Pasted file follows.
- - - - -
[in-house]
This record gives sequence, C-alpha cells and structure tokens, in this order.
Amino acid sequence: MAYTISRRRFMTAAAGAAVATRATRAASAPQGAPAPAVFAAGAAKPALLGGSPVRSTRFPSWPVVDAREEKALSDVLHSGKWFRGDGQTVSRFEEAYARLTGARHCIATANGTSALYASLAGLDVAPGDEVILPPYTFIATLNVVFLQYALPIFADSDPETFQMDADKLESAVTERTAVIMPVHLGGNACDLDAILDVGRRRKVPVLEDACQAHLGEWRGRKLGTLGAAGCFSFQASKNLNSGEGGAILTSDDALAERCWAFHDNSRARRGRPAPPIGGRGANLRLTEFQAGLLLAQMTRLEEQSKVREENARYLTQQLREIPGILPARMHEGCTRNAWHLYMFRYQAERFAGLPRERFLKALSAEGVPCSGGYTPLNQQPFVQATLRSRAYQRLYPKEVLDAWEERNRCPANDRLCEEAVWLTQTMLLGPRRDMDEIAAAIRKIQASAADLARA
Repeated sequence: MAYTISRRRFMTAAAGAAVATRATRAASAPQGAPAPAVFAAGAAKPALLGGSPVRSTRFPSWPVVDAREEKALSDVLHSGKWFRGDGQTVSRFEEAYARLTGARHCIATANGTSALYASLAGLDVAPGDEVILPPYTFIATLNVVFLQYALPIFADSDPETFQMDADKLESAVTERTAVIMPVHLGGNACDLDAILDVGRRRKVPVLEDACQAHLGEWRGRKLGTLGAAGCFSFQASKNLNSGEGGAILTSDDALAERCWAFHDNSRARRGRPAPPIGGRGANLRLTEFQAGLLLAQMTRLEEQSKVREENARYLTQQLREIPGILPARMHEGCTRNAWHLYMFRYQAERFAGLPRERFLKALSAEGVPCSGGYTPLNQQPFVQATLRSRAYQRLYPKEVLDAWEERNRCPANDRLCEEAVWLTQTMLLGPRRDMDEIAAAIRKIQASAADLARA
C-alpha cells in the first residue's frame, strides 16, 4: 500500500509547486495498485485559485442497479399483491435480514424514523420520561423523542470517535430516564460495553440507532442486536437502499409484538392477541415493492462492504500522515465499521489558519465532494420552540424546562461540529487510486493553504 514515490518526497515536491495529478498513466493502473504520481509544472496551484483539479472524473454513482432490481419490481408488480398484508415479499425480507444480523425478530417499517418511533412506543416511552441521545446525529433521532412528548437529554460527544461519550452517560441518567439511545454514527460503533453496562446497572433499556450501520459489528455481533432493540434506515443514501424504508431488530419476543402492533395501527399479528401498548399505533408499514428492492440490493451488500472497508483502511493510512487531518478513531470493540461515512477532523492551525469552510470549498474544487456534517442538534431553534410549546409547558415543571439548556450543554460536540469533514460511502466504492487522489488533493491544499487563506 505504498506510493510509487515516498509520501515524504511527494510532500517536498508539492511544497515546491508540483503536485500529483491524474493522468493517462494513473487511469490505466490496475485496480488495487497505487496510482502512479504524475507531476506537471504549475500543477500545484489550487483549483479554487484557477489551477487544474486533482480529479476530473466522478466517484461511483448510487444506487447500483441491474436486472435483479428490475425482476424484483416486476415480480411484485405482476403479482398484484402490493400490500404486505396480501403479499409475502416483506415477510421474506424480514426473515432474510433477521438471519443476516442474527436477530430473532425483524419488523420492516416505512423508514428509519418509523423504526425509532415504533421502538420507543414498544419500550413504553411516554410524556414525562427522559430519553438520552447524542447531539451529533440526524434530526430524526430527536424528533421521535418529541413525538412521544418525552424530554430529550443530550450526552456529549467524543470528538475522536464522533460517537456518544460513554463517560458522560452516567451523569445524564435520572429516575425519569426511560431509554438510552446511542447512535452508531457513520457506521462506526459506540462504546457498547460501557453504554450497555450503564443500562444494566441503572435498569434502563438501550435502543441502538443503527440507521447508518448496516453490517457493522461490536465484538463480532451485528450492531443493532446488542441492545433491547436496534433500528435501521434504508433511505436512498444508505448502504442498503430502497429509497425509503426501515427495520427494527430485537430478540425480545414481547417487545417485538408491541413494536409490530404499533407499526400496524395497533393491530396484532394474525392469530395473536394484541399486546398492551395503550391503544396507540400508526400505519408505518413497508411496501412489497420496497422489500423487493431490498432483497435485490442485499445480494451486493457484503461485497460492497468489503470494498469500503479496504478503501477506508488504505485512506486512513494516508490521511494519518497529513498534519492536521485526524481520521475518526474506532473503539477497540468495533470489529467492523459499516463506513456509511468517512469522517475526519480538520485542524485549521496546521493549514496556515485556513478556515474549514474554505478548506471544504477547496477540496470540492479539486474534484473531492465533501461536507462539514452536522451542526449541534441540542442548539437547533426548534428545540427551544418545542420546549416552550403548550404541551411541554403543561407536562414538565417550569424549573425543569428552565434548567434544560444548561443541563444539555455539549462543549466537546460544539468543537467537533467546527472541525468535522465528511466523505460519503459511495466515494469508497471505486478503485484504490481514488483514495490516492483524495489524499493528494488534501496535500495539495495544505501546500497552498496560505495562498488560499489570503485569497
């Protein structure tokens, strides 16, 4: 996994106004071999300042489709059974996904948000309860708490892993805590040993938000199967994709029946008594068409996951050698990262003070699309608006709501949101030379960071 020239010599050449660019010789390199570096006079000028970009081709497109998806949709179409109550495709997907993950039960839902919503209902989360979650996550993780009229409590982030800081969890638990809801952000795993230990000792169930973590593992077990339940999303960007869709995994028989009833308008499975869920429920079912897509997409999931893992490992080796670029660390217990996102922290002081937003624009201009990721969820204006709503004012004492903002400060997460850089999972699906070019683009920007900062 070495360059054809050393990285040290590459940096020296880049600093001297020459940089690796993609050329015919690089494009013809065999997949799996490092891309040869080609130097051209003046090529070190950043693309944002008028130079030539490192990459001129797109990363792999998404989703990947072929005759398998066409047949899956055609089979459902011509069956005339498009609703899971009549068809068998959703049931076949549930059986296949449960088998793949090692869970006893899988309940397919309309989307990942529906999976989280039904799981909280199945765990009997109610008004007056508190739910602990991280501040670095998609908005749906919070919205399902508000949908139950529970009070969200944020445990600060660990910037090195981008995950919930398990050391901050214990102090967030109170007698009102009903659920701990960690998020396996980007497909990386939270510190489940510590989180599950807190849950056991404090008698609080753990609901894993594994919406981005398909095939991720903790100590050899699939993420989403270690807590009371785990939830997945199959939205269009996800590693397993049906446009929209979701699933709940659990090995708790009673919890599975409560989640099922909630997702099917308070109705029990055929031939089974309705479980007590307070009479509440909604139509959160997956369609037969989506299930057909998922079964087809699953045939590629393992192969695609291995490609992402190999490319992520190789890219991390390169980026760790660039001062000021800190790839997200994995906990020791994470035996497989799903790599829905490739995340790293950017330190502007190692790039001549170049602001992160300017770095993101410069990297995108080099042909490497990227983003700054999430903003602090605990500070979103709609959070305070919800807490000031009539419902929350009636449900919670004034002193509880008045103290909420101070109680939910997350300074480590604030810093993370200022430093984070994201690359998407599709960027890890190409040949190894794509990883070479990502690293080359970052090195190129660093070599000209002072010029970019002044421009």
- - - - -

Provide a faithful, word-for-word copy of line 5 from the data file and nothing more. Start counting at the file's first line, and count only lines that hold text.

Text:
C-alpha cells in the first residue's frame, strides 16, 4: 500500500509547486495498485485559485442497479399483491435480514424514523420520561423523542470517535430516564460495553440507532442486536437502499409484538392477541415493492462492504500522515465499521489558519465532494420552540424546562461540529487510486493553504 514515490518526497515536491495529478498513466493502473504520481509544472496551484483539479472524473454513482432490481419490481408488480398484508415479499425480507444480523425478530417499517418511533412506543416511552441521545446525529433521532412528548437529554460527544461519550452517560441518567439511545454514527460503533453496562446497572433499556450501520459489528455481533432493540434506515443514501424504508431488530419476543402492533395501527399479528401498548399505533408499514428492492440490493451488500472497508483502511493510512487531518478513531470493540461515512477532523492551525469552510470549498474544487456534517442538534431553534410549546409547558415543571439548556450543554460536540469533514460511502466504492487522489488533493491544499487563506 505504498506510493510509487515516498509520501515524504511527494510532500517536498508539492511544497515546491508540483503536485500529483491524474493522468493517462494513473487511469490505466490496475485496480488495487497505487496510482502512479504524475507531476506537471504549475500543477500545484489550487483549483479554487484557477489551477487544474486533482480529479476530473466522478466517484461511483448510487444506487447500483441491474436486472435483479428490475425482476424484483416486476415480480411484485405482476403479482398484484402490493400490500404486505396480501403479499409475502416483506415477510421474506424480514426473515432474510433477521438471519443476516442474527436477530430473532425483524419488523420492516416505512423508514428509519418509523423504526425509532415504533421502538420507543414498544419500550413504553411516554410524556414525562427522559430519553438520552447524542447531539451529533440526524434530526430524526430527536424528533421521535418529541413525538412521544418525552424530554430529550443530550450526552456529549467524543470528538475522536464522533460517537456518544460513554463517560458522560452516567451523569445524564435520572429516575425519569426511560431509554438510552446511542447512535452508531457513520457506521462506526459506540462504546457498547460501557453504554450497555450503564443500562444494566441503572435498569434502563438501550435502543441502538443503527440507521447508518448496516453490517457493522461490536465484538463480532451485528450492531443493532446488542441492545433491547436496534433500528435501521434504508433511505436512498444508505448502504442498503430502497429509497425509503426501515427495520427494527430485537430478540425480545414481547417487545417485538408491541413494536409490530404499533407499526400496524395497533393491530396484532394474525392469530395473536394484541399486546398492551395503550391503544396507540400508526400505519408505518413497508411496501412489497420496497422489500423487493431490498432483497435485490442485499445480494451486493457484503461485497460492497468489503470494498469500503479496504478503501477506508488504505485512506486512513494516508490521511494519518497529513498534519492536521485526524481520521475518526474506532473503539477497540468495533470489529467492523459499516463506513456509511468517512469522517475526519480538520485542524485549521496546521493549514496556515485556513478556515474549514474554505478548506471544504477547496477540496470540492479539486474534484473531492465533501461536507462539514452536522451542526449541534441540542442548539437547533426548534428545540427551544418545542420546549416552550403548550404541551411541554403543561407536562414538565417550569424549573425543569428552565434548567434544560444548561443541563444539555455539549462543549466537546460544539468543537467537533467546527472541525468535522465528511466523505460519503459511495466515494469508497471505486478503485484504490481514488483514495490516492483524495489524499493528494488534501496535500495539495495544505501546500497552498496560505495562498488560499489570503485569497